Lewis re-enters the kitchen and I step back from studying the picture.

‘Being nosy,’ I say.

Lewis edges past me and fiddles with the kettle. He drops the lid of the teapot, which clatters on the floor, masking the splutter of his characteristic laugh.

‘Me family,’ he says. ‘Me ex-family.’

‘You split up?’

Lewis pours the water. He shakes his head.

‘There was an accident.’ His voice threatens to break on ‘accident’. He spills the milk. ‘Oops. No use crying. Ksssh-huh-huh.’

I don’t say anything, but watch Lewis’ shoulders as he stands hunched over the sink, perfectly still.

‘So, anyway,’ he asks finally, ‘how you settling in?’


‘You should come down the pub. Everyone’s there. Thursday, nine o’clock. It would be good for you to meet some more people. Come down tonight.’

I imagine a load of blokes desultorily disagreeing with refereeing decisions.

‘Who goes?’

‘Everyone. All the lads. It’s not a piss-up. Very civilised.’

I drink my tea and make my excuses.

Ray had joined the RAF as a way of getting out of Britain in the early 1960s. His wife had died giving birth to their only child and it would have broken him if he hadn’t got out. Some say it did break him anyway. Others that it just changed him. The pinched-faced moralisers among his family said it had no effect on him: he’d always only ever been in it for himself. These are the people you might have expected to have got their heads together to decide who was best placed to offer the infant a home, until such time as his father tired of the tropics. But they didn’t exactly fight among themselves for that right.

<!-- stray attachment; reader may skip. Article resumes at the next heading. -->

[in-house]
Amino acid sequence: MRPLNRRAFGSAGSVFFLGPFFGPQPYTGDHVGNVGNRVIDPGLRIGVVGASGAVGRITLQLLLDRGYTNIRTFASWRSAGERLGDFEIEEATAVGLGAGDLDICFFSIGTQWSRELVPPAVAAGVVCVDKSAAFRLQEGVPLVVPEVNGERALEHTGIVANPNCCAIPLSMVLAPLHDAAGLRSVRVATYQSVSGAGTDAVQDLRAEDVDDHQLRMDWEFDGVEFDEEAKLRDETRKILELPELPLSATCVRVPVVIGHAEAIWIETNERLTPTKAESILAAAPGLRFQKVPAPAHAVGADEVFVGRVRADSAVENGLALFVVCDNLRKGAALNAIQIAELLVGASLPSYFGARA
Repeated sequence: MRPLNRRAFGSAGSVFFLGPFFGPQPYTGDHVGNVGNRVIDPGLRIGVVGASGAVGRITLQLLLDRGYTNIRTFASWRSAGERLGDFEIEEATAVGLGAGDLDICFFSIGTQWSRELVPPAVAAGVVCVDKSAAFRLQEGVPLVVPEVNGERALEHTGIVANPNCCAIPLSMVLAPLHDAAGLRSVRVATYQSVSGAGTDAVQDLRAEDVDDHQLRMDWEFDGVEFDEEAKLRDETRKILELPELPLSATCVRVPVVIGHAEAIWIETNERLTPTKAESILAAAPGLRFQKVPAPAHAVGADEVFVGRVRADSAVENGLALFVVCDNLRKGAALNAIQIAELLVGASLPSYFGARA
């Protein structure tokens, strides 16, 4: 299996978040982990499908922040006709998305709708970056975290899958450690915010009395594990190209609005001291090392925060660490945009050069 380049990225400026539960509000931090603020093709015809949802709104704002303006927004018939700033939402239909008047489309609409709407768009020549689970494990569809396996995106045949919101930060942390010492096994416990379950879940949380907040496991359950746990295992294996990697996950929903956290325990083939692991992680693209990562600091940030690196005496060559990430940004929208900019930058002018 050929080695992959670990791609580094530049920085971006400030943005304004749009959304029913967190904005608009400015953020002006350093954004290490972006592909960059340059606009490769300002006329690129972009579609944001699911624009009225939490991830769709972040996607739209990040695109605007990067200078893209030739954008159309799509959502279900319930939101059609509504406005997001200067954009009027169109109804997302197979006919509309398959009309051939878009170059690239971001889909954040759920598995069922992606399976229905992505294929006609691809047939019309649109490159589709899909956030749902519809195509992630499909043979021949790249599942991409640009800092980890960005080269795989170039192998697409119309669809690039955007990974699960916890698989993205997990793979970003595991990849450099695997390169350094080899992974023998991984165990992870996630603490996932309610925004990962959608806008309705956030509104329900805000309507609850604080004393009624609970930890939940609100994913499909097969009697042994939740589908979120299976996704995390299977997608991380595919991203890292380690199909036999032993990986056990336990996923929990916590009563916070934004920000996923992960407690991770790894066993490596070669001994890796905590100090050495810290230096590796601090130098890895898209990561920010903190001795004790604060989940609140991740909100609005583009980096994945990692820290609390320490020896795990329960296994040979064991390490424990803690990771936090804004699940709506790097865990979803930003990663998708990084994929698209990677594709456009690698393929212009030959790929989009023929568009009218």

Ray himself had been born into a community so tightly knit it cut off the circulation. His own domineering mother and subjugated father, all his uncles and aunts, were regular churchgoers. Some gritty, northern, unforgiving denomination, it would have been, where prayer cushions would have been considered a luxury.

It wouldn’t have mattered who Ray brought back to the house in Hyde as his intended, they weren’t going to like her. They’d have looked down on her whatever she was, princess or pauper. Not that they had any money of their own to speak of, they didn’t. But pride they had.

Perhaps Ray bore all of this in mind when he took the Levenshulme bingo caller to the Kardomah in St Anne’s Square. Victoria. Vic, Ray called her — his queen. She may have been only a bingo caller to the family, but Ray worshipped her. She turned up in the Cross household one blustery night in a new miniskirt. ‘Legs eleven,’ he blurted out, ill-advisedly. ‘Your father and I will be in here,’ his mother said, frowning in disapproval and pointing to the front room; Ray’s father shuffled obediently. ‘You can sit in t’ morning room,’ she said to Ray.

The morning room, an antechamber to the kitchen, was dim and soulless in the morning and didn’t get any lighter or warmer as the day wore on. Somehow it failed to benefit from its proximity to the kitchen. No one used it, not even his mother, despite her being temperamentally suited to its ambience.

Ray and Victoria’s options were few, if they had any at all, and sticking around wasn’t one of them. Ray got a job with the Post Office in Glossop, so they packed what little they had and moved out along the A57. He worked hard and earned more than enough for two, so that when the first signs of pregnancy appeared, they didn’t think twice. It didn’t matter that the baby hadn’t been planned; it was welcome.

After the birth, Ray held the tiny baby once, for no more than a few seconds. Victoria lost so much blood, the hospital ran out of supplies. She suffered terribly for the next twelve hours, during which time Ray stayed by her side. Twice the nurses asked him if they’d thought of a name for the baby. Each time he waved them away.